The Olympics are over, but if the idea of sliding gracefully around the ice sounds appealing, you might have an alternative to strapping on ankle-aching skates. McLaren Automotive will happily whisk you away to the frozen northern reaches of Finland next winter to perfect your drifting skills in one of the company’s rear-drive sports cars—all part of its Pure McLaren Arctic Experience.
Sports cars and ice may seem incompatible, but it is just deep snow that low-slung racers really disdain. Snow piles up beneath cars with little ground clearance, but ice is smoother than the best asphalt. Bolt on a set of studded ice tires, and a car like the McLaren 570S Spider is right at home tearing around frozen lakes in the Arctic.
There’s no way of knowing whether the cars like this change of pace, but it is certain that the drivers appreciate the opportunity to experience the incredible performance of McLaren’s sports cars in an environment where all the negatives of pushing the limits have been removed.
You aren’t on public roads, so there are no reckless driving tickets for deliberate slipping and sliding with your car. There are no trees or guardrails or oncoming traffic to impose physical penalties. The grip limits are lower than on dry pavement, so the car isn’t as stressed as it is when operating at the limit on a track—and it gets to breathe cool air that keeps all the hardware from burning up during the redline-straining ice work. Last, the speeds are slower because of the reduced grip, giving drivers a bit more forgiveness while they toil to learn the art of drifting a rear-drive sports car on ice.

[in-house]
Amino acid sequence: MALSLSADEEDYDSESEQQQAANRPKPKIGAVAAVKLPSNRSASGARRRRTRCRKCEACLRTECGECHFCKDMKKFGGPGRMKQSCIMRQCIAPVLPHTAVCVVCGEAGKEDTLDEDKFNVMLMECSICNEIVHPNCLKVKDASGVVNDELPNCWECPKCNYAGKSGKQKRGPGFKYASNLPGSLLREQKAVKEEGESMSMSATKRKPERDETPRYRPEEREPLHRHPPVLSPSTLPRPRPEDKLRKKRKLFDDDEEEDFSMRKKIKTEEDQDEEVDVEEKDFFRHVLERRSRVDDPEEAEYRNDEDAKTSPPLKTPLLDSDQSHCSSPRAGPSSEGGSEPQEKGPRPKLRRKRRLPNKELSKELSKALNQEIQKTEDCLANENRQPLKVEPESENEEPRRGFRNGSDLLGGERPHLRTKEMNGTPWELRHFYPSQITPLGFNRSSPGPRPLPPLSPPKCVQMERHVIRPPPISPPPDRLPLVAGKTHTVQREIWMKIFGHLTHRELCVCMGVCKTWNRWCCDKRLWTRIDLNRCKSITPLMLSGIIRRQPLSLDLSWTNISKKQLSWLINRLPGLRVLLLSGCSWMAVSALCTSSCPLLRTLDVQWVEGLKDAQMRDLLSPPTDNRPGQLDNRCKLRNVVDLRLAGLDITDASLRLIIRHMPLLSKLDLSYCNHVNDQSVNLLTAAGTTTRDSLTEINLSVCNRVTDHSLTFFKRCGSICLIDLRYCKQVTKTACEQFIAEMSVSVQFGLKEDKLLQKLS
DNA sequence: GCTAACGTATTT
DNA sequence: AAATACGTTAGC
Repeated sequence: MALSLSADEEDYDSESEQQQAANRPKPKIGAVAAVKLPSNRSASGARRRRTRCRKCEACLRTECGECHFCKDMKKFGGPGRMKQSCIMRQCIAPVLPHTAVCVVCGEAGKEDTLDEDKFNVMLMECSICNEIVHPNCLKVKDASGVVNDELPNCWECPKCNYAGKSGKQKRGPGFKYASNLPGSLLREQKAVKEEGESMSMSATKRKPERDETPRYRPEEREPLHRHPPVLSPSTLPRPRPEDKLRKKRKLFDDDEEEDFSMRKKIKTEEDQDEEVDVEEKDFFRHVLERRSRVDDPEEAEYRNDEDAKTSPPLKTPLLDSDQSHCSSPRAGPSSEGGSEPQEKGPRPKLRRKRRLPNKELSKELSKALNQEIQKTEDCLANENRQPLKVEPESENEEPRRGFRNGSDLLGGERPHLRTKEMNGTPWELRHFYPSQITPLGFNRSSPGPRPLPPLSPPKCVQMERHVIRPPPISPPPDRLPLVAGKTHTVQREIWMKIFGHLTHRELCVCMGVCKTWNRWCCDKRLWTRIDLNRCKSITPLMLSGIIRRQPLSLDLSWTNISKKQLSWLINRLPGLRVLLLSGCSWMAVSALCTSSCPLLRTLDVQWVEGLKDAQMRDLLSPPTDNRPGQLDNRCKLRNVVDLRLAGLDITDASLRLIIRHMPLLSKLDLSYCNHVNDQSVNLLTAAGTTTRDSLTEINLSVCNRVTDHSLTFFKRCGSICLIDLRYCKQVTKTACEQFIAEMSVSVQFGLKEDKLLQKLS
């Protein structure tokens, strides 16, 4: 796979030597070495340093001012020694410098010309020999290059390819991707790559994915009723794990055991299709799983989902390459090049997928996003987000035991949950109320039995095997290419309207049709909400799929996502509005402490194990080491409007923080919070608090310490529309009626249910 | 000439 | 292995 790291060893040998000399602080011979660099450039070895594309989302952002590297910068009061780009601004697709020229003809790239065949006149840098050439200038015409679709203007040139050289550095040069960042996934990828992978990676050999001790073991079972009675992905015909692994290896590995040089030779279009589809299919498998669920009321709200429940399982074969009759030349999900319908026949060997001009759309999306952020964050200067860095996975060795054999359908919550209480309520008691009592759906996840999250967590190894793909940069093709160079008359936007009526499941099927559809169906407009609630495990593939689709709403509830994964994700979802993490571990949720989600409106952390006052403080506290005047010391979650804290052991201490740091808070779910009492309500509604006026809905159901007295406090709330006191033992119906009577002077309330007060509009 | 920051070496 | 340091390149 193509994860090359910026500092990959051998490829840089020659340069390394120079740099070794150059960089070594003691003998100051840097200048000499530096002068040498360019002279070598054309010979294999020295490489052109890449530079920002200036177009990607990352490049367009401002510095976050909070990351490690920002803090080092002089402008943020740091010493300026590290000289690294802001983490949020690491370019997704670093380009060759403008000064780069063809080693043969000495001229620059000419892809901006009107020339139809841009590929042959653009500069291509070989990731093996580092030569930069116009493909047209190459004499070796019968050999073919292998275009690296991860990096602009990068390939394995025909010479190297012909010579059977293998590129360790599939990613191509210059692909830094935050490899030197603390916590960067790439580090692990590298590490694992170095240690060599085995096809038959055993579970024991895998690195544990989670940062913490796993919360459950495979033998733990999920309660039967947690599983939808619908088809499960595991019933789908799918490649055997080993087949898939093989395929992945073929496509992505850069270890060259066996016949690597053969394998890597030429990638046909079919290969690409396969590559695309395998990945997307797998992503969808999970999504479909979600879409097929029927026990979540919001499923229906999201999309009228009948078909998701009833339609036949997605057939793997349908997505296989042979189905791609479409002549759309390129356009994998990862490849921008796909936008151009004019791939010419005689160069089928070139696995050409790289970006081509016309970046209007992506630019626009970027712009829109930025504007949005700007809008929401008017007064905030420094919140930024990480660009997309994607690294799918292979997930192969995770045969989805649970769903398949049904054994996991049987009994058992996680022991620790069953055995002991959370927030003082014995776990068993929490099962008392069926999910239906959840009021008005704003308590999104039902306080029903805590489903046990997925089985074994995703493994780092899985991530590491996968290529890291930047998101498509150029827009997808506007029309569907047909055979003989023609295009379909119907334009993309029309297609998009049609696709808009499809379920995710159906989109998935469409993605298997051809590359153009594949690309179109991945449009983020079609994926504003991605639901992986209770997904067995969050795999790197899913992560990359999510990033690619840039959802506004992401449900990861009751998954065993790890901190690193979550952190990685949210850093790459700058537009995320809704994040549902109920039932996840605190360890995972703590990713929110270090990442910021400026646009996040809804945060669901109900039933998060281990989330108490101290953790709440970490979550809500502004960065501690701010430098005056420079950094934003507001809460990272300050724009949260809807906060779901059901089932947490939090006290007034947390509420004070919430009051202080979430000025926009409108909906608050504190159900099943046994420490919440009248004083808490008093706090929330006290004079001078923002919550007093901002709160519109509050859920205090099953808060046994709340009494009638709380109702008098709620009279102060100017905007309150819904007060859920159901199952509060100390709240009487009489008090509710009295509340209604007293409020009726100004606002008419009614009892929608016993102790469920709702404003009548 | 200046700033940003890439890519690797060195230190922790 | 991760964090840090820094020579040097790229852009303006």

McLaren customers annually gather near Ivalo, Finland, where the company provides a fleet of McLarens, a stable of professional driving coaches, and cushy accommodations at Javri Lodge, a cozy venue with room for just 13 couples. McLaren charges roughly $18,000 for one driver and $32,200 for couples who both want to learn to drive in controlled slides.
The key focus of the course is learning to control slides. The biggest challenge can actually be getting the car’s tail out so you can drift gracefully around the next turn. It seems like it would be easy, but remember, it’s just as easy to slide the front. When that happens, the McLaren spears straight off into a snowbank rather than sliding sideways around the bend like rally racer Ken Block on a Champagne budget.
The trick is to apply copious amounts of throttle to get the rear wheels spinning, and to use that throttle—at least as much as the steering wheel—to actually steer.
Make it to the end of 2 days on the frozen lake and you can graduate to the ice track dubbed the “Grand Prix circuit.” There, the speeds are higher and the satisfaction is greater. But be warned: If you complete two consecutive, near-flawless laps of drifting around the Grand Prix circuit, consider heading back to the ice hut in victory rather than continuing to tempt fate. Don’t ask.